Blogs, internet forums and text messages circulating in China
have urged consumers to boycott French goods in response to
the protests that accompanied the torch relay in Paris.
Popular anger at chaotic scenes which saw pro-Tibet protesters
grab the flame from Paralympic fencer Jin Jing has been inflamed
by detailed accounts posted on the internet by eyewitnesses.
The blog EastSouthWestNorth translated the most notable of
these posts from popular Chinese internet forums and
One bystander waiting by the Seine for the torch to pass found
himself involved in the scuffle for the torch. He recounted his
experience on popular Chinese-language forum Tianya.
"The brave girl lowered her head and used her back to shield
the torch. The thug pulled her shoulder back and hit her...
Tears rained out of my eyes. I was sad and angry.
Here was an unarmed girl who was handicapped, and the thug
had to hit her?"
The anger and the bewilderment at the actions of the protesters
is palpable in one of the response posts: "Who is abusing
human rights? Who is bringing violence to this world?"
Lists of products and brands to boycott, including Louis Vuitton and
French retailer Carrefour, have been widely circulated.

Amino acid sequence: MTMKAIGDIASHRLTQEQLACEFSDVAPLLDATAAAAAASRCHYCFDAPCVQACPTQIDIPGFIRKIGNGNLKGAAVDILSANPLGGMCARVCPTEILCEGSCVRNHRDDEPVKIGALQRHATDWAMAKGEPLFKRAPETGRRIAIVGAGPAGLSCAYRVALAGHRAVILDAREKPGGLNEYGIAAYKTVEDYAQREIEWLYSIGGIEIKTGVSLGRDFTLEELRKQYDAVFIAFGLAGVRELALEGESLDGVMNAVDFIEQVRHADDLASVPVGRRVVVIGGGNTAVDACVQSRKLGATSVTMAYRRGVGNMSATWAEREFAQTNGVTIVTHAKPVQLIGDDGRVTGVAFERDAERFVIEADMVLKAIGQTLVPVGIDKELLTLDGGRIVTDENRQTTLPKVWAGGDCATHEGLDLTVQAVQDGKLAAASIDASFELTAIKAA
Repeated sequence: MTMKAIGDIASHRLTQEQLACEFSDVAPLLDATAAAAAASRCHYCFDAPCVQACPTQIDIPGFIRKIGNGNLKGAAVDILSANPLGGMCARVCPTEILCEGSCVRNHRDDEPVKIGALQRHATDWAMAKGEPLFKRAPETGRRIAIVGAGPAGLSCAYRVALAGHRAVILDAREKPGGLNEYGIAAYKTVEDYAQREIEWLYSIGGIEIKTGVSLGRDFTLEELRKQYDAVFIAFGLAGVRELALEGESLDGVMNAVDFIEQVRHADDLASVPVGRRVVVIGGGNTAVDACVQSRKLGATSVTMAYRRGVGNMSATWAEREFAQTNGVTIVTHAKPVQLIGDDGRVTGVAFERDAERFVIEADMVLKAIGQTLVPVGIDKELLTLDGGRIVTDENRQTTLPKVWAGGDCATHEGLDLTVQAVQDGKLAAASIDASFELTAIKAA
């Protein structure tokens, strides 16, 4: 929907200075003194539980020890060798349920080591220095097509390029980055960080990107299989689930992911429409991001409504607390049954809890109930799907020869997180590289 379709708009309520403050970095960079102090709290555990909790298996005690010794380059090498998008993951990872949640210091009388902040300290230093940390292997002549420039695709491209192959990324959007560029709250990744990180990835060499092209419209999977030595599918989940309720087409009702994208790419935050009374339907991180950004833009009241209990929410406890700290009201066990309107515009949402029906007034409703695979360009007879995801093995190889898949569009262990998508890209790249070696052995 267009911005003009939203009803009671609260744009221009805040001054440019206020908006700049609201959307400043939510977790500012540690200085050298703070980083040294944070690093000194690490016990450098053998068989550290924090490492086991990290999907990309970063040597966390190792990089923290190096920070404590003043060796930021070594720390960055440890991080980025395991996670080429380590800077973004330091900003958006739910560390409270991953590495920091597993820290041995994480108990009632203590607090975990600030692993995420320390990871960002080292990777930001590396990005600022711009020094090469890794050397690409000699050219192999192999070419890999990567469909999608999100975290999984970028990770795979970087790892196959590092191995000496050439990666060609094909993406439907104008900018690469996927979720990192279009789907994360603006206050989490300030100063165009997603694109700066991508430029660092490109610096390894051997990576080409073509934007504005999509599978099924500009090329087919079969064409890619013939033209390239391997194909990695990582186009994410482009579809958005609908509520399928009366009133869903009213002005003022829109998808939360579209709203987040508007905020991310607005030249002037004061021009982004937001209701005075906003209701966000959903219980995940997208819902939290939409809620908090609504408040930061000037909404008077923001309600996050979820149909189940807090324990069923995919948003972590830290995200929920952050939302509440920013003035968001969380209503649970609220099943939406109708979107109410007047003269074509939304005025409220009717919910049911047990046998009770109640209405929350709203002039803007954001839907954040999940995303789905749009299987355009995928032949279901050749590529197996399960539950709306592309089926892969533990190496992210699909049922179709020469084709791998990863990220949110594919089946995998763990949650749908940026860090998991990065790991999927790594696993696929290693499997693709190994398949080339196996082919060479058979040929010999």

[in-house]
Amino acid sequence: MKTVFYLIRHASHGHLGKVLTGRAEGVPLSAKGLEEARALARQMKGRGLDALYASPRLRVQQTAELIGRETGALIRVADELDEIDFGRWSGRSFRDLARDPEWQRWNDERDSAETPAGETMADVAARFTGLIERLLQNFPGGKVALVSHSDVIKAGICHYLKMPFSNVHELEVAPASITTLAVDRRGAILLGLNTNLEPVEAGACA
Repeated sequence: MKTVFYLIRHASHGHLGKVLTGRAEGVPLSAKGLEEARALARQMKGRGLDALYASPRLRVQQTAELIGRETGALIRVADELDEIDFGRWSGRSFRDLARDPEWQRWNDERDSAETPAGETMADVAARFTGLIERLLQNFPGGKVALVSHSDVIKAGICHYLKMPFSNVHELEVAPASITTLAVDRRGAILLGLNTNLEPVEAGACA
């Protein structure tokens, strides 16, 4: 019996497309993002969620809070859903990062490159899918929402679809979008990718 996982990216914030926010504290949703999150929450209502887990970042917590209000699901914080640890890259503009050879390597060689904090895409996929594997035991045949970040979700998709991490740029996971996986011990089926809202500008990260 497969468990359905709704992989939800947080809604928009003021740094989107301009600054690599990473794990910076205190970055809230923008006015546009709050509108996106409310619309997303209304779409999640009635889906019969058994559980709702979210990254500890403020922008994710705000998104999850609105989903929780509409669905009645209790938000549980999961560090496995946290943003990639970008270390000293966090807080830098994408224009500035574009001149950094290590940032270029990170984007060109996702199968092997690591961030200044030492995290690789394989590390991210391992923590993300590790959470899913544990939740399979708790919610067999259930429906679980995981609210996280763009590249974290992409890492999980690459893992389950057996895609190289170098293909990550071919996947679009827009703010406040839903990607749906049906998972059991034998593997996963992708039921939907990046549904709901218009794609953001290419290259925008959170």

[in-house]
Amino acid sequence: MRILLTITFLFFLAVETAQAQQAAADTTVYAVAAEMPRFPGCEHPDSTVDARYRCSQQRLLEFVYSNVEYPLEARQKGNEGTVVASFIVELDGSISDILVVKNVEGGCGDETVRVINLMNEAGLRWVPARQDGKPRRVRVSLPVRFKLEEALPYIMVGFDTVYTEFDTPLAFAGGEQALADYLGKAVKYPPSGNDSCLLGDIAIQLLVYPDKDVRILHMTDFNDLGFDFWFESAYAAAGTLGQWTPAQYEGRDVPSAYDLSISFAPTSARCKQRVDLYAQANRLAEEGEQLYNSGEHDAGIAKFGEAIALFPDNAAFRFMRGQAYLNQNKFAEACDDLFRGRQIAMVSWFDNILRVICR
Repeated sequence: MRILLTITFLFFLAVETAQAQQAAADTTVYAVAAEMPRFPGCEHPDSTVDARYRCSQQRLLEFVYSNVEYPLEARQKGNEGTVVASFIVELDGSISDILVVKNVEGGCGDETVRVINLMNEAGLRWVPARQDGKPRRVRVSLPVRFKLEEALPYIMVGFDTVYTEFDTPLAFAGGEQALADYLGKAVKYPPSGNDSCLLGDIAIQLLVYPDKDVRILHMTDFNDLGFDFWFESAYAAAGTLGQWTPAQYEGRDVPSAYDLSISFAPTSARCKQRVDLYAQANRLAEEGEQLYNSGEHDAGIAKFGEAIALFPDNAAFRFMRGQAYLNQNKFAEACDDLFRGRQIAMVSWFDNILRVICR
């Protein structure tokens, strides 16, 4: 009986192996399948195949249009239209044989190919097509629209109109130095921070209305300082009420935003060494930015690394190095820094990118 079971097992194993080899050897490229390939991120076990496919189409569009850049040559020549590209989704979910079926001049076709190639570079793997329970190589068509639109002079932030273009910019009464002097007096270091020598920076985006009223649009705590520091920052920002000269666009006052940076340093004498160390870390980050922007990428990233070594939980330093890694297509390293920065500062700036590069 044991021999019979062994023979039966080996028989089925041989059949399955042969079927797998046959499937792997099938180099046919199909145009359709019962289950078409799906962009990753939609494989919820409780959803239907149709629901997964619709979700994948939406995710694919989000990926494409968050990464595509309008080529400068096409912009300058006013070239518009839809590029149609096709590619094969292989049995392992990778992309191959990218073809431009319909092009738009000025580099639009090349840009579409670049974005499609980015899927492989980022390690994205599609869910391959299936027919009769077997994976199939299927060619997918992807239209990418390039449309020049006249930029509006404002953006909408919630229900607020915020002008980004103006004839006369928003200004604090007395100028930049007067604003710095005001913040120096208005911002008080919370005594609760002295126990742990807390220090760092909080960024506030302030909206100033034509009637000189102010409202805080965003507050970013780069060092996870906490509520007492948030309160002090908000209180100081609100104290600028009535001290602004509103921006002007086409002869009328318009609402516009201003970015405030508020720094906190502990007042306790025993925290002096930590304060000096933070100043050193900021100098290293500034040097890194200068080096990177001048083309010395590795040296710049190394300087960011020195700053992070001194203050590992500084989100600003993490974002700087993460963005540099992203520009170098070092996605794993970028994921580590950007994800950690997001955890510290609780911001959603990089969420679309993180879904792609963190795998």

Blogger Wang Jian Shuo says several of his friends have started to
boycott French products and describes the impact of recent events
on his own thinking: "If you need an example, I am the person in
China who were turned from pro-France to anti-France within few
days. .. I don't think France is a friendly country at all."
John Kennedy, who translates and collates highlights from the
Chinese blogosphere for Global Voices, has highlighted instances
where the online community has targeted certain individuals -
and even taken its opposition offline.
He cites the example of Grace Wang, a Chinese student at Duke
University in the US, who was spotted by other overseas Chinese t
aking part in a Free Tibet protest, which led to what he describes
as "torrents of horrid abuse and at least one lengthy human flesh s
earch engine witch hunt" which began on the Chinese language
online portal Tianya.
If we use nationalism as the weapon to resist the westerners,
then how can we persuade the ethnic minorities to abandon
Chang Ping, Journalist and blogger
The EastSouthWestNorth blog talks about "human flesh search
engines" as a phenomenon where an online community is mobilised
to track down specific individuals or facts.
In this case a friend of the student concerned has written to
Global Voices to say that the harassment was so serious that
the student's home in China was attacked with rocks.
An internet manhunt - complete with "Wanted" posters - for the
man who allegedly wrestled the torch from Paralympic athlete
Jin Jing has also been launched on the Chinese language anti-
The media monitoring blog Danwei highlights the case of Chang
Ping, a journalist and blogger who was labelled as a traitor
on China.com forums - criticism which also made its way to
Chang Ping was attacked for his essay "How to find the truth
about Lhasa" in which he says: "If we use nationalism as the
weapon to resist the Westerners, then how can we persuade
the ethnic minorities to abandon their nationalism and join
the mainstream nation-building?"